By Kathrin Ammann
The war in Yemen has been raging for five years, at huge human cost. Some experts believe that neutral Switzerland, which is well respected in the region, might have a role to play in bringing peace.
Switzerland has good relations with both Saudi Arabia and Iran, which support opposing sides in the Yemen war. Its relations particularly with Riyadh have come in for criticism at home, especially regarding the sale of arms which have sometimes ended up being used in the Yemen war. In January, for example, it was reported that Saudi Arabia used anti-aircraft guns from Switzerland to try and protect its key Abqaiq oilfield from a drone attack by Yemeni Houthi rebels in September 2019.
Former Swiss President Ueli Maurer’s visit to Saudi Arabia last year in the wake of journalist Jamal Kashoggi’s murder also came in for some harsh criticism at home, with human rights defenders and left-wing politicians saying Switzerland was putting its economic interests above human rights.
Switzerland well positioned in the region
But Bern defends its tradition of neutrality and talking to all countries. Since March 2018, Bern has been representing Iran’s interests in Saudi Arabia and Saudi Arabia’s interests in Iran. These “protecting power” mandates are certainly not tantamount to a mediation role. But Switzerland would be well placed to support a peaceful solution in Yemen, according to Monika Bolliger, former Middle East correspondent for the German-language daily Neue Zürcher Zeitung. She says the Alpine country not only has good relations with Riyadh and Tehran but is also respected throughout the region, thanks to its status as a neutral country, its humanitarian tradition and lack of colonial past.
Switzerland supports the UN-led peace process for Yemen and has hosted several rounds of negotiations in 2015 and 2018. When asked about a possible role as mediator, the Swiss foreign ministry writes that the process is very complex and that efforts must be carefully coordinated. “To ensure coherence, the UN must remain in charge,” it told swissinfo.ch.
Swiss and Yemeni political scientist and author Elham Manea thinks it is too early to talk of a “Swiss intervention”. She says all the parties to the conflict need first to meet round the same table, and that Yemen’s eastern neighbour Oman could play a key role here. “Because of its neutral and constructive position, Oman has good relations with all the conflicting parties in the region,” she says.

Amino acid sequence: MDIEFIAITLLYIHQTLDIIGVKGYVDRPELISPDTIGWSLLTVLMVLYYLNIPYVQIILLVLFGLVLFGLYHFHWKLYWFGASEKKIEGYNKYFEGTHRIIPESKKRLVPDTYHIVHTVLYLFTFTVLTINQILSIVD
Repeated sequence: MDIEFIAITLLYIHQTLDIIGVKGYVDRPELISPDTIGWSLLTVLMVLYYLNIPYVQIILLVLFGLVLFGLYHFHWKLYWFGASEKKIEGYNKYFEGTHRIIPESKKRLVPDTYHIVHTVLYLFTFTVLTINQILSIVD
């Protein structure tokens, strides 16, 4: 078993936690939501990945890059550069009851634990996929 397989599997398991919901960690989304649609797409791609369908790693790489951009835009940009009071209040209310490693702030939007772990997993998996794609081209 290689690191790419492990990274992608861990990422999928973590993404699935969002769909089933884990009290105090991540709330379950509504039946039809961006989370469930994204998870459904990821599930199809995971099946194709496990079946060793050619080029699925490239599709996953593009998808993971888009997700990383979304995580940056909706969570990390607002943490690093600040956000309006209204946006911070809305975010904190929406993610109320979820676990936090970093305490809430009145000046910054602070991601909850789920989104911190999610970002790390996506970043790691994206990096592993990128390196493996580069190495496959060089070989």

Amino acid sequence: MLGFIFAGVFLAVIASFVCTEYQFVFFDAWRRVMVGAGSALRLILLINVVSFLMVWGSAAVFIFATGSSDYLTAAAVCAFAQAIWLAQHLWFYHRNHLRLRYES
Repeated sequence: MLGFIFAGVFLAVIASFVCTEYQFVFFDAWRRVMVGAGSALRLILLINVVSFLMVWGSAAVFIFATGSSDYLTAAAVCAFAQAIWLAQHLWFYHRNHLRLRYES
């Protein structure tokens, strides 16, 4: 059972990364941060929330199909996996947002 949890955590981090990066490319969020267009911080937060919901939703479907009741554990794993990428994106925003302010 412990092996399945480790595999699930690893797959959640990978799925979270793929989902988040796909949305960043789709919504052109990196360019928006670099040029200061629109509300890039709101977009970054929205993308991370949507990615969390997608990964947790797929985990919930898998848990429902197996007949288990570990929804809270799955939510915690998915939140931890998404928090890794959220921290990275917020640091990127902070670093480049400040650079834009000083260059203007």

Switzerland as an expert
Switzerland could play a role within Yemen itself to help bring together a fragmented Yemeni society, according to Manea. This is not going to be an easy task, as the Yemeni government is finding it increasingly difficult to provide answers to the country’s problems. These difficulties pre-date the intensification of the conflict in 2015, as a civil war had been brewing for years in the north along with separatist tendencies in the south. “The conflict has led us to see ourselves as members of one group or another,” says Manea. “We no longer consider ourselves as fellow human beings and Yemenis.”
She thinks it possible that Switzerland and Oman are already working together on this. “I wouldn’t be surprised if we found out in retrospect that Switzerland was already active at this stage,” she said.
Swiss humanitarian aid
Yemen is a humanitarian aid priority country for the Swiss Agency for Development and Cooperation (SDC). This aid focuses primarily on water, sanitation and hygiene, as well as the protection of civilians.
Switzerland has been active in Yemen since 2007, before the outbreak of the current conflict. Five years later it opened an office in Sana’a to work with the government to create training centres for the impoverished rural population. But these projects could not be continued, for security reasons and also because the Yemeni government was losing control of some of its territory. The Swiss foreign ministry closed the office in December 2014, and activities in Yemen have since been coordinated from the SDC’s head office in Bern.